Topband: Take off angles
Tue, 24 Apr 2001 07:16:44 +0100
I received some questions on the post about high and low angle. Try to answer
them before I go out of town for a few days (I'll be netless!).
Re: horizontal or vertical
It was strictly vertical on the radar and the backscatter sounder. The chirp
sounder was horizontal, but it radiated straight up and was not directly used
for take off angle determination. There was no way to compare horizontal
polarization to vertical.
Re: How is the TO angle figured?
Determining the angle is complicated, but basically it worked like this: The
chirp sounder provided ionospheric information in the local area. The
backscatter sounder provided info for the ionosphere down range. The computer
cluster contained an ionospheric model which was calculated for solar flux,
the season, the time of day and maybe a few more parameters. This model was
presented graphically to a human operator who then tweaked the model so that
it matched the real ionosphere. Once the model is accurate (and we could
verify this extremely well), then the computer can easily figure out the take
off angle along with several other parameters for a given distance and
frequency. This was not a statistical answer either, like "50% of the time
the angle is between 10 an 15 degrees". This was real time and exact. The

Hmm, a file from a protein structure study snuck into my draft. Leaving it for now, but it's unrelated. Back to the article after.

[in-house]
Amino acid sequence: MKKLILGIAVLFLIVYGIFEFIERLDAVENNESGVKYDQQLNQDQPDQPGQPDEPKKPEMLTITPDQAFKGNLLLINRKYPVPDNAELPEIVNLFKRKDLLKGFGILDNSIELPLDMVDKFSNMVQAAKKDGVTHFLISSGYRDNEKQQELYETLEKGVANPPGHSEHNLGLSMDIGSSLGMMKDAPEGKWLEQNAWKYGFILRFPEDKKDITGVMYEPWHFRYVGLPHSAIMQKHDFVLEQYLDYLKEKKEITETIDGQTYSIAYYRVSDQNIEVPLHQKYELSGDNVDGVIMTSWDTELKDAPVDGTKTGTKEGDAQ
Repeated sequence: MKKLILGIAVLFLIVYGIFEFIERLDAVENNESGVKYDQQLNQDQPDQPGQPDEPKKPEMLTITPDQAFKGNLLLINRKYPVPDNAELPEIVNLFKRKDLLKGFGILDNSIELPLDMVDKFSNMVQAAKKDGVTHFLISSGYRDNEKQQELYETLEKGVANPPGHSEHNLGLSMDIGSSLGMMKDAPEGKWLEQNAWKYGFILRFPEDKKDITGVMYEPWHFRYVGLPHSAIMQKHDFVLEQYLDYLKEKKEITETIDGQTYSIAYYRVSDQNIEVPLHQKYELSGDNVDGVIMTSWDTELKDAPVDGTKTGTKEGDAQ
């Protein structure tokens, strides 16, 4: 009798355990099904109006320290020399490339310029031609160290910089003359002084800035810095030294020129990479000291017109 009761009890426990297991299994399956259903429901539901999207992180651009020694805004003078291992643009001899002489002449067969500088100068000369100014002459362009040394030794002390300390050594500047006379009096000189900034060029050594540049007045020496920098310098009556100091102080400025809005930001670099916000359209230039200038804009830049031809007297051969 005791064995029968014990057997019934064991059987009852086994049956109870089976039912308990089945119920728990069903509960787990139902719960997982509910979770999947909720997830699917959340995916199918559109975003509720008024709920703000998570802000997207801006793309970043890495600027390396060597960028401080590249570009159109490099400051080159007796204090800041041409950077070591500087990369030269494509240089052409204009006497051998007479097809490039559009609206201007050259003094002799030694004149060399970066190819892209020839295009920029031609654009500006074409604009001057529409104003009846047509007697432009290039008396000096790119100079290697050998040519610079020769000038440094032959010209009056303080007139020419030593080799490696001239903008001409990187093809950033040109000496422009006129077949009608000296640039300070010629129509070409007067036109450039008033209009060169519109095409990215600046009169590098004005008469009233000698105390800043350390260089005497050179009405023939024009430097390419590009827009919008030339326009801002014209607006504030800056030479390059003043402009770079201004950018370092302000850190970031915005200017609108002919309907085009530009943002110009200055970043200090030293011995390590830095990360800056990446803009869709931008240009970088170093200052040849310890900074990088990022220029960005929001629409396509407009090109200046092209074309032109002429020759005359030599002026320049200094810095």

propagation data constantly downloaded at a half T1, or over 14 times the
speed of your 56K modem just to keep the model current.
Re: Interpolation below 4 mHz
Carl is correct that the Backscatter sounder bottomed out just above 4 MHz and
topped out at 28 MHz. The chirp sounder went down to 1 MHz. However, once
the HF model in the computer was tweaked to represent real conditions, the
model was good between 1 MHz to over 50 MHz. I regularly used the computers
(during my off time!) to find 6 meter openings and there was not one time they
were wrong. If they said yes, 6 will open, it did open. If they said no, the
band did not open. Although I did not have a 160 m antenna or amp, I was able
to work a few stations in the Pacific on Top band by trying on nights when
good 160m conditions were indicated by the computers. While the model was good
over a broad frequency range, it was limited in azimuth and I could not do
accurate modeling through the auroral zone. Grazing, yes, but not over the
pole. I believe the gyro freq is less important on the E-W paths.
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